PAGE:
Glasgow will give Liberal Democrats the opportunity to debate Trident, climb down the ladder or jump off altogether? George Potter makes the case for jumping off and we will hear from David Grace later this week on the case for “climbing down”.
The recently published Trident Alternatives Review must now force social liberals to climb off the fence regarding nuclear weapons.
To summarise the report, for those who haven’t read it, it considers different ways to provide the UK with a nuclear deterrent. In particular it looks at ship, air or submarine launched nuclear tipped cruise missiles and at land or submarine launched nuclear tipped ballistic missiles.
It also looks at three “postures” when it comes to nuclear readiness. These are being able to launch nuclear missiles at very short notice, being able to launch with months notice and being able to launch with years notice.
When I look at the report as a whole, the conclusions I draw boil down to this.
All options other than nuclear submarines armed with Trident ballistic missiles and warheads would either cost more to implement or leave us with much shorter windows in which to respond to a threat (land based missiles would have to be launched within less than five minutes of a threat being detected – leaving little time for careful and balanced evaluation of the situation).
This leaves us with the following three options:
Continue with full renewal of Trident
This would cost £20 to £25 billion (plus lifetime costs) and go against current Liberal Democrat party policy but, with four submarines, is the only way to provide continuous deterrence – in other words being able to guarantee the constant ability to launch a nuclear counterstrike in the event of an attack on the UK.
Partial renewal of Trident with just two submarines
This would cost about £2 to £3 billion less than the full renewal of Trident and would involve just two new submarines. At any given time the goal would be for one to be at sea and the other to be in dock being repaired. The problem with this, however, is that any unforeseen problems could delay one submarine from going out on patrol – thereby leaving us with a nuclear deterrent what is not continuous, that has gaps in the times when we are capable of retaliating to a nuclear attack.
The cost of this is unknown as we’d still have to pay for work already done on renewing Trident, and bear the (minor) costs of cancelling the rest of the renewal – as well as probably paying to prevent the unemployment of the thousands of people employed at the Falsane naval base where our nuclear deterrent submarines are kept. But it is certain that this would cost much less than either partial or full renewal of Trident. It would also mean losing our ability to independently launch a nuclear attack on another country and giving up our nuclear deterrent.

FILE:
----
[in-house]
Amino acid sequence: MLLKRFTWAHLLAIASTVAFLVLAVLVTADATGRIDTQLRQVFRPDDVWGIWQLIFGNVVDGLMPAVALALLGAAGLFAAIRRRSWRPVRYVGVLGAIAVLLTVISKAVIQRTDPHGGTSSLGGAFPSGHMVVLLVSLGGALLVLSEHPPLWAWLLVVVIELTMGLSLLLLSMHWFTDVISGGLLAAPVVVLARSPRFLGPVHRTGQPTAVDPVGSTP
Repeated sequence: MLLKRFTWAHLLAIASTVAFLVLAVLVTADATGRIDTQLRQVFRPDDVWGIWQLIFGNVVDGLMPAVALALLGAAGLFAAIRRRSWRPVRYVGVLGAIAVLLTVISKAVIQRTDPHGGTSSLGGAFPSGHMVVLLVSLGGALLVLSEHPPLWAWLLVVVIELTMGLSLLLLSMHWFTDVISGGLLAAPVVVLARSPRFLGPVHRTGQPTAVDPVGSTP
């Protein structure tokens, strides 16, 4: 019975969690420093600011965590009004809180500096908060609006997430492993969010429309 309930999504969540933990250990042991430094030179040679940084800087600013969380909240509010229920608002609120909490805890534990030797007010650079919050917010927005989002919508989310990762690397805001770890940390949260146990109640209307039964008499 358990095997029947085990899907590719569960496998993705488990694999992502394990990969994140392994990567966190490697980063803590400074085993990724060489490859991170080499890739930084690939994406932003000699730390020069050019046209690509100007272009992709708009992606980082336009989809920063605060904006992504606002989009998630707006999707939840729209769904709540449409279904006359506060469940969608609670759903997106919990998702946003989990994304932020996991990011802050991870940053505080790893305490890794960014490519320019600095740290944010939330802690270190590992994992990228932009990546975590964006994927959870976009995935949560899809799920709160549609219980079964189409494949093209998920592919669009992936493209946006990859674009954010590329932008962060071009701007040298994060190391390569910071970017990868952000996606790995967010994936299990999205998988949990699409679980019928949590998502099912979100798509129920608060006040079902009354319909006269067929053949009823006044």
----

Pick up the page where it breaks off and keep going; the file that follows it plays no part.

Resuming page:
Looking at these three options, partial renewal is a non-starter. The savings are so little that, if we’re going to keep a nuclear deterrent, we might as well pay £3 billion extra and get one that works all the time rather than a part-time one.
This leaves us with the choice of either renewing Trident in full or scrapping it completely. Personally, I think we should choose the latter. Leaving aside moral questions, we simply can’t afford the cost of Trident at a time when our conventional military forces are being severely handicapped due to budget cuts and when we are still dealing with a monumental budget deficit.
More importantly, we don’t need a nuclear deterrent.
Other countries, such as Germany, do perfectly well without a nuclear deterrent. In fact, all NATO member nations are already protected by the American nuclear umbrella. Having a nuclear arsenal probably only makes us more of a target if a nuclear war were to take place.
And whether we really need a nuclear deterrent at all is also a question worth asking as the Cold War is over and the only people likely to use nuclear weapons in the modern world are either stateless actors (like terrorists), who nuclear deterrents are useless against, or national leaders too crazy to be deterred by the prospect of nuclear retaliation.
That’s why I am convinced that social liberals should make the case for ending the economic madness of wasting £25 billion on nuclear weapons we can’t afford and will never use. It’s the only option that makes sense and we should be proud to get off the fence and make the case for it.